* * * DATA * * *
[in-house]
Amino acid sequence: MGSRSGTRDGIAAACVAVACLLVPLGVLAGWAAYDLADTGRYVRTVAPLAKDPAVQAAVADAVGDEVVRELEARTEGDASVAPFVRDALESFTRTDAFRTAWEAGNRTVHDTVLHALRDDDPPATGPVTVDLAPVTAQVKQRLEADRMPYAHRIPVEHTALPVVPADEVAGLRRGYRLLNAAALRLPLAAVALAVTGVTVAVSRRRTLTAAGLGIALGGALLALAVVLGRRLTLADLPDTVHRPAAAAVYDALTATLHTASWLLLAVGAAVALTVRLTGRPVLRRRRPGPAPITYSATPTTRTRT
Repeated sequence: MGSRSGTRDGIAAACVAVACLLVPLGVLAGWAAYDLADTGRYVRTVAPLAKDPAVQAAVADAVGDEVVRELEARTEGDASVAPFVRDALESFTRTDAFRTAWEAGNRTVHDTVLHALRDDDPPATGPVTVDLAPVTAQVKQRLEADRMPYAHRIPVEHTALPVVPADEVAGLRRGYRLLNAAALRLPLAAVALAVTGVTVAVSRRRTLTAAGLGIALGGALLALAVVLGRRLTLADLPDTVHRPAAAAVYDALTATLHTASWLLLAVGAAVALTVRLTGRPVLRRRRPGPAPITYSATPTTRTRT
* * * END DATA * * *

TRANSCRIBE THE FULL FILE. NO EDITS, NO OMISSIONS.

[in-house]
Amino acid sequence: MGSRSGTRDGIAAACVAVACLLVPLGVLAGWAAYDLADTGRYVRTVAPLAKDPAVQAAVADAVGDEVVRELEARTEGDASVAPFVRDALESFTRTDAFRTAWEAGNRTVHDTVLHALRDDDPPATGPVTVDLAPVTAQVKQRLEADRMPYAHRIPVEHTALPVVPADEVAGLRRGYRLLNAAALRLPLAAVALAVTGVTVAVSRRRTLTAAGLGIALGGALLALAVVLGRRLTLADLPDTVHRPAAAAVYDALTATLHTASWLLLAVGAAVALTVRLTGRPVLRRRRPGPAPITYSATPTTRTRT
Repeated sequence: MGSRSGTRDGIAAACVAVACLLVPLGVLAGWAAYDLADTGRYVRTVAPLAKDPAVQAAVADAVGDEVVRELEARTEGDASVAPFVRDALESFTRTDAFRTAWEAGNRTVHDTVLHALRDDDPPATGPVTVDLAPVTAQVKQRLEADRMPYAHRIPVEHTALPVVPADEVAGLRRGYRLLNAAALRLPLAAVALAVTGVTVAVSRRRTLTAAGLGIALGGALLALAVVLGRRLTLADLPDTVHRPAAAAVYDALTATLHTASWLLLAVGAAVALTVRLTGRPVLRRRRPGPAPITYSATPTTRTRT